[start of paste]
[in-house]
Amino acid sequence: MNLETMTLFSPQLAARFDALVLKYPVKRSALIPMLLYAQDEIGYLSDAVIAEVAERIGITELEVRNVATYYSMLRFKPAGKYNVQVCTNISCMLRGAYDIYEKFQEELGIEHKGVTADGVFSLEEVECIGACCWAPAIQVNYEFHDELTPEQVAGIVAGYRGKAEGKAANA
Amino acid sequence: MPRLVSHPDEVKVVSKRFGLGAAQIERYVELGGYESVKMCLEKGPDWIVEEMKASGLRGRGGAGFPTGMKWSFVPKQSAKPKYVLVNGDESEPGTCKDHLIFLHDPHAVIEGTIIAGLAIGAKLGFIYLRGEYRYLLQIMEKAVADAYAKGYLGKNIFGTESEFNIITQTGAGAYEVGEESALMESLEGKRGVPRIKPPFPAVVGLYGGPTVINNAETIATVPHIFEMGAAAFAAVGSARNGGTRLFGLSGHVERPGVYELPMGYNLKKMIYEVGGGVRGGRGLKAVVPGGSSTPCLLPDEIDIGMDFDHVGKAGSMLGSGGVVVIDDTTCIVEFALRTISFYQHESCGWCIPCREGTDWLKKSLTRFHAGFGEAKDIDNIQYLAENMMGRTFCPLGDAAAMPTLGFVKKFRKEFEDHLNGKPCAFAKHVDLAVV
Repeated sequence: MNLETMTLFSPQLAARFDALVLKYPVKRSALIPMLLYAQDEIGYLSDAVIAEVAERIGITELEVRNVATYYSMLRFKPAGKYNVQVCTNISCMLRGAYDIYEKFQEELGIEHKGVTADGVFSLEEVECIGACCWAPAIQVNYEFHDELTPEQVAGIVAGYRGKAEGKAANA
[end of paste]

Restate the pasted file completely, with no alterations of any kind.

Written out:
[in-house]
Amino acid sequence: MNLETMTLFSPQLAARFDALVLKYPVKRSALIPMLLYAQDEIGYLSDAVIAEVAERIGITELEVRNVATYYSMLRFKPAGKYNVQVCTNISCMLRGAYDIYEKFQEELGIEHKGVTADGVFSLEEVECIGACCWAPAIQVNYEFHDELTPEQVAGIVAGYRGKAEGKAANA
Amino acid sequence: MPRLVSHPDEVKVVSKRFGLGAAQIERYVELGGYESVKMCLEKGPDWIVEEMKASGLRGRGGAGFPTGMKWSFVPKQSAKPKYVLVNGDESEPGTCKDHLIFLHDPHAVIEGTIIAGLAIGAKLGFIYLRGEYRYLLQIMEKAVADAYAKGYLGKNIFGTESEFNIITQTGAGAYEVGEESALMESLEGKRGVPRIKPPFPAVVGLYGGPTVINNAETIATVPHIFEMGAAAFAAVGSARNGGTRLFGLSGHVERPGVYELPMGYNLKKMIYEVGGGVRGGRGLKAVVPGGSSTPCLLPDEIDIGMDFDHVGKAGSMLGSGGVVVIDDTTCIVEFALRTISFYQHESCGWCIPCREGTDWLKKSLTRFHAGFGEAKDIDNIQYLAENMMGRTFCPLGDAAAMPTLGFVKKFRKEFEDHLNGKPCAFAKHVDLAVV
Repeated sequence: MNLETMTLFSPQLAARFDALVLKYPVKRSALIPMLLYAQDEIGYLSDAVIAEVAERIGITELEVRNVATYYSMLRFKPAGKYNVQVCTNISCMLRGAYDIYEKFQEELGIEHKGVTADGVFSLEEVECIGACCWAPAIQVNYEFHDELTPEQVAGIVAGYRGKAEGKAANA